Non-Invasive Prenatal Paternity Testing provides pregnant women with information about the likely biological father of the baby. We all inherit our genes from our biological parents — half from our mother, and half from our father. The Non-Invasive Prenatal Paternity Testing compares the baby’s genetic pattern to a possible biological father to determine if there is a match. If a genetic match is found then this is proof of a biological relationship.
There are several methods of paternity testing during the pregnancy. Women can choose to have an invasive procedure like CVS or amniocentesis though these tests are associated with a small risk of miscarriage following the procedure.
A safer option is the Non-Invasive Prenatal Paternity Testing which involves a blood draw on pregnant mother and possible fathers. This blood test is over 99% accurate and can be performed from 12 weeks of pregnancy. The risk associated with non-invasive prenatal paternity testing is no greater than any other blood draw that is performed on a pregnant woman during the course of her pregnancy. This test does not provide any other genetic information about the fetus (e.g. gender or inherited genetic diseases). Due to the technology used the test cannot be performed where the pregnant woman is related to the alleged father.
The test results will usually take 14 days to be received from date of blood draw at Ultrasound Care. In a small amount of cases however a blood recollection may be required; in this case the results will take another 14 days to be received.
As with any test you have at Ultrasound care we offer high standards of confidentiality. The specific details regarding how the test is ordered and how we provide the results can be discussed further with your clinician at your appointment.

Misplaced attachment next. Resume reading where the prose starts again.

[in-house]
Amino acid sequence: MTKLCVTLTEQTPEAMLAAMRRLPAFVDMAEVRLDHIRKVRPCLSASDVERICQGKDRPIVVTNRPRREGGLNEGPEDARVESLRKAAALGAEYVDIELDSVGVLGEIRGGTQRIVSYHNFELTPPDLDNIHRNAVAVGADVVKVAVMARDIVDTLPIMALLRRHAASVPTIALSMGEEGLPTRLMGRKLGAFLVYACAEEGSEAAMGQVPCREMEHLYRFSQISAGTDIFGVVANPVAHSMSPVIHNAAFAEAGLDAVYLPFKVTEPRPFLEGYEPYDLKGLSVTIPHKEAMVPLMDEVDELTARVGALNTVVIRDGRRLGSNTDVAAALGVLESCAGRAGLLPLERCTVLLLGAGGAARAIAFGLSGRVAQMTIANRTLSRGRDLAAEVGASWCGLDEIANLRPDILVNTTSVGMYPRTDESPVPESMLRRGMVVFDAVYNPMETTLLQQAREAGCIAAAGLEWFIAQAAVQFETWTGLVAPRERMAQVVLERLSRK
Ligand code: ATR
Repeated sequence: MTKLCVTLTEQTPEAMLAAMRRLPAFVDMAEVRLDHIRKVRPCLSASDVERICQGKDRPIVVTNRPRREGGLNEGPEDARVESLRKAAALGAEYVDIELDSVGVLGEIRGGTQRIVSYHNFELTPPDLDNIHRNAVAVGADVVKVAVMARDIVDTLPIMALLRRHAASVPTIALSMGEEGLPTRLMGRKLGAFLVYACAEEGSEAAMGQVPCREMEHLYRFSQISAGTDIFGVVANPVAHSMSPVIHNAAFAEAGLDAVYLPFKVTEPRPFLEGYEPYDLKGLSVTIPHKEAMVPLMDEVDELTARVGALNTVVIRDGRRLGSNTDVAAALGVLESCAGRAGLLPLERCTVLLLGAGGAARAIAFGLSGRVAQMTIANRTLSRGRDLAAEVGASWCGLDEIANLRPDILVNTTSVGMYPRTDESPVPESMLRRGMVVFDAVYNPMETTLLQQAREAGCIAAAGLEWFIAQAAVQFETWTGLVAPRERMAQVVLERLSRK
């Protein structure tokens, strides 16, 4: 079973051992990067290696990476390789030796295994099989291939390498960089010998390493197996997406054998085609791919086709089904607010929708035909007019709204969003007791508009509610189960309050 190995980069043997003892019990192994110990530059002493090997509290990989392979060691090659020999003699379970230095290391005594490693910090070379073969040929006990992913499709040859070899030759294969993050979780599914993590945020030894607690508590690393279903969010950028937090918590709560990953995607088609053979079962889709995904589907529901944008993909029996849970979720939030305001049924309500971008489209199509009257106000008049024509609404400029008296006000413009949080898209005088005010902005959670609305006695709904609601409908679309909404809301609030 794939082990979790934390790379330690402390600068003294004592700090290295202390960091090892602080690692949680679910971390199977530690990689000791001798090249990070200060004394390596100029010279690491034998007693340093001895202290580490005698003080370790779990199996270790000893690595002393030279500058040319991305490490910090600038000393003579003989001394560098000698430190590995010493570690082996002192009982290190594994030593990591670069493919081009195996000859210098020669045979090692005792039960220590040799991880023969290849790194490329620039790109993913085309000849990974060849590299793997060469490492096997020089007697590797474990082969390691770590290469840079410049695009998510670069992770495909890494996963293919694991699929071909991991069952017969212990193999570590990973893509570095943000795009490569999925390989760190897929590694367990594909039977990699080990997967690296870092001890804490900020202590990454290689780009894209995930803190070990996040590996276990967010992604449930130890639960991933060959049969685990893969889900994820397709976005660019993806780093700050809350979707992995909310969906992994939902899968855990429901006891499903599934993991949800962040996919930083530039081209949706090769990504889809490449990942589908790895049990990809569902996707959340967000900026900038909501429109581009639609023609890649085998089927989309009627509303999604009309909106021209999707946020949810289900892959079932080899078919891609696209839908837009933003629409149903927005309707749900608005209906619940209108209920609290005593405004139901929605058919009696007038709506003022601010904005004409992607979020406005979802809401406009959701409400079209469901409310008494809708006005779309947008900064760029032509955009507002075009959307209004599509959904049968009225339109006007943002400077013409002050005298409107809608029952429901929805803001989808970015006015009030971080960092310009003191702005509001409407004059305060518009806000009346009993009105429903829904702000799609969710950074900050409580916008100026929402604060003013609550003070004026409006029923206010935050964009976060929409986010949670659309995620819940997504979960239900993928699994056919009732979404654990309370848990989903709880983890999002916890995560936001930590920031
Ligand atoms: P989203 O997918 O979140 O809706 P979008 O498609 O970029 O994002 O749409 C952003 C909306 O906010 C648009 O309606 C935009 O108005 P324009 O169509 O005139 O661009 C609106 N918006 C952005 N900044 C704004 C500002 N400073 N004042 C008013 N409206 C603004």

Many women have questions about the date of possible conception, and unfortunately figuring this out is not always so easy. The assumption is that if a woman has pretty regular menstrual cycles, then she will be ovulating during a certain time of the month. Ovulation is the time when conception can take place because that is when an egg is made available.
The problem is that most women do not ovulate on an exact date each month, and many women have a different ovulation day from month to month. If you also take into account that sperm can live in the body 3-5 days after intercourse has taken place, this can make figuring out conception very difficult.
Most doctors use the first day of the last period (LMP) and ultrasound measurements to assess the gestational age of a baby and determine when the baby was conceived. But these are just tools used to estimate the dates—it is very hard to tell what the exact date of conception really is. Most people do not realize that ultrasounds are only accurate to 5-7 days in early pregnancy and up to a couple weeks if the first ultrasounds are done farther into the second trimester or beyond. Due dates are not an accurate tool for determining conception since they also are only an estimation date (only 5% of women give birth on their due dates).
If you are seeking the estimated date of conception for paternity reasons, and intercourse with two different partners took place within 10 days of each other then paternity testing may be on option to be sure of who the father is.
Anytime after 12 weeks gestation. This is when most women have enough cell free DNA in their circulation from the pregnancy.
All together prenatal paternity testing costs approximately $2200 to test the pregnancy and one potential father. The most expensive part is the laboratory testing fee, but this will also cover the courier cost of sending the sample to the USA, the obstetric ultrasound to ensure that the fetus is single, alive and the right size, and the consultation with the specialist. This is not medicare claimable.
The Non-Invasive Prenatal Paternity Testing is currently cheaper than invasive testing because of different laboratory fees.
Non Invasive Prenatal Paternity Testing is not currently admissible in court because it is too new to have had the chain of custody verified.
Contact your local Ultrasound Care practice to make an appointment.
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